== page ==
Our members webinar on the 10th of September was on the topic of ‘Safe Sedation in Practice’. Almost every day, you’ll be sedating animals and it’s not quite as simple as putting them in a deep twilight sleep and waking them up when it’s time to go home. Carl Bradbook, a specialist in veterinary anaesthesia and analgesia, covers doses, medications and strategies to ensure safe sedation for your patients.

Do I sedate or anaesthetise?

Some clinics choose to anaesthetise animals fully when they go into diagnostic imaging, whereas others sedate lightly and reduce stimulus. The choice between the two can be quite an important one. Brachycephalics are more likely to do poorly under sedation because of their compromised airways, and procedures with lots of stimulus (joint taps) are more likely to rouse the patient out of their sedation. You don’t exactly want a dog leaping up off the table mid-CSF collection.
If you have experience with a procedure and you’re pretty confident you can get your U/S scan done in a reasonable time, then you might be able to get away with a sedated animal. If you’re a new graduate or the patient is going into surgery after, perhaps anaesthesia might be a better choice.

How do I sedate safely?

There are 5 key points for safe sedation. These are:

  •  Ensure good patient monitoring
  • Consider appropriate drugs
  •  Consider Route of admin
  • Calculating, drawing up, and administering drugs.
  • Giving as much sedation as appropriate for the patient and circumstances.

The principles that you should keep in mind are patient safety, appropriate drugs, routes of administration, gain IV access ASAP, ensure adequate time for the drug to take effect, and supplement oxygen as required.

Monitoring is equally important. As a legal requirement but also as a reference point. If you see that the anaesthetic is particularly poor one day, you’re able to check back on why that might be. Remember to monitor the patient into the recovery period as well! The anaesthetic doesn’t stop when the dog is off the table. I have seen dogs regurgitate in the kennel when someones back is turned, or dogs leap up off the table once they’ve been extubated. Always keep an eye on your patient until they’re up and about.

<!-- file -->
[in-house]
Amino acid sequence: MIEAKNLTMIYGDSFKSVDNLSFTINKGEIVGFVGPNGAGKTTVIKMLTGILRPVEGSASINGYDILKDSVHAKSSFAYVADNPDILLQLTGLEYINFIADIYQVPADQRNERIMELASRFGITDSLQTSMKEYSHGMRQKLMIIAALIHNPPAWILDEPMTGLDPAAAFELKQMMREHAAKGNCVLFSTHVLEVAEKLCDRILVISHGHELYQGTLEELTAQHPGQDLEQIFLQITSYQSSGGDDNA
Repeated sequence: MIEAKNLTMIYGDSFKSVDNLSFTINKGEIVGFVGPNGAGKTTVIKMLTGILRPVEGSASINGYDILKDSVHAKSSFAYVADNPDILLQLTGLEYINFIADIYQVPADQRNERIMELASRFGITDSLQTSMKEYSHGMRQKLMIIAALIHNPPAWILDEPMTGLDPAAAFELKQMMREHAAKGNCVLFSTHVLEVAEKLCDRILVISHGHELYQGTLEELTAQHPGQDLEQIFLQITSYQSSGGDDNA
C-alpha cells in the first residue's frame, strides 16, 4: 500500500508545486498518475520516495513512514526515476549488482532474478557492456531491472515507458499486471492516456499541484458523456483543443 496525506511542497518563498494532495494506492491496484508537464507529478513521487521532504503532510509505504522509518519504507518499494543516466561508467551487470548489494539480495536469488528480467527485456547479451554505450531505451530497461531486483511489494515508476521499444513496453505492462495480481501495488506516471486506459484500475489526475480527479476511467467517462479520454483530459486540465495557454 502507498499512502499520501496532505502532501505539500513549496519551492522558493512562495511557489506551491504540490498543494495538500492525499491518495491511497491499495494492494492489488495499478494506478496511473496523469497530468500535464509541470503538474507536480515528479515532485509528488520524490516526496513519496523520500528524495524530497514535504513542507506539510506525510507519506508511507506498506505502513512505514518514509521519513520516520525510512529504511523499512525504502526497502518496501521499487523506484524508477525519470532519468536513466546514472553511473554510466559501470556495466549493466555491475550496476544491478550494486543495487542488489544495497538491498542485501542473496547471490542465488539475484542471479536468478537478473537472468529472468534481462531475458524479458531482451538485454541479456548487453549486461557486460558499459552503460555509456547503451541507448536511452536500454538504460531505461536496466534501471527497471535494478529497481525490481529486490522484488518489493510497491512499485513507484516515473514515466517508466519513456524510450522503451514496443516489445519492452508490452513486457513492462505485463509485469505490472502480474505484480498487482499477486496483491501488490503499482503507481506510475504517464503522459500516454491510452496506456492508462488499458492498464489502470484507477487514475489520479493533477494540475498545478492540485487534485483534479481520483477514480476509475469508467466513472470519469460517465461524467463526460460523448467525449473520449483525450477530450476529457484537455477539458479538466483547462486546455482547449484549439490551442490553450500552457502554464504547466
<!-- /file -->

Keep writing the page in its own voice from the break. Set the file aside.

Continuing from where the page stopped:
My sedation isn’t working!

When your sedation protocol isn’t working, it can be stressful. You want to minimise stress to your patient (and to your team!) and having an aggressive or nervous dog running about the room isn’t exactly calming. If you can get a hand on the patient, ensure that the IV is patent. You should also check the time since drug administration and the previous doses.

In the case that you’ve got a patient undergoing a procedure that starts to wake, double check your positioning. An old arthritic dog is going to be getting stimulus if it’s laying on its bad hip. For long procedures like full abdominal ultrasounds, a dog with a bad back will be in pain from dorsal recumbency. Consider analgesic in these cases, on top of butorphanol as a premed have you considered adding a mu agonist?

When sedation becomes refractory – that is, you start prodding and the dog opens its eyes or shifts – have a look to see how long it’s been since your last injection. Was it IM or IV? You can administer further sedation if you believe it appropriate, but also be aware that there will be effects on the recovery as well.

Putting it into Practice

The rest of the webinar is full of some great case studies that are worked through bit by bit. We have two patients who have  ***CARE*** attached to their notes (don’t you love them). On the roster we also have patients with concurrent diseases like hepatic failure, hyperthyroid, and portosystemic shunts. There are all sorts of elements to be aware of – from hepatic disease affecting albumin production and thus intravascular volume, to puppies being more at risk to hypoglycaemia and hypothermia. For detailed protocols, I’d definitely have a look at the webinar – the case studies start about halfway through. You can find the webinar HERE.


Community Links

If you’ve had an epiphany or just want to chat with some vets, have a look at our facebook page. We post summarised webinars, links to resources, and share interesting cases throughout the week.

Fancy learning about any of the following?
Anaesthesia in Brachycephalics 
Low-Flow Anaesthesia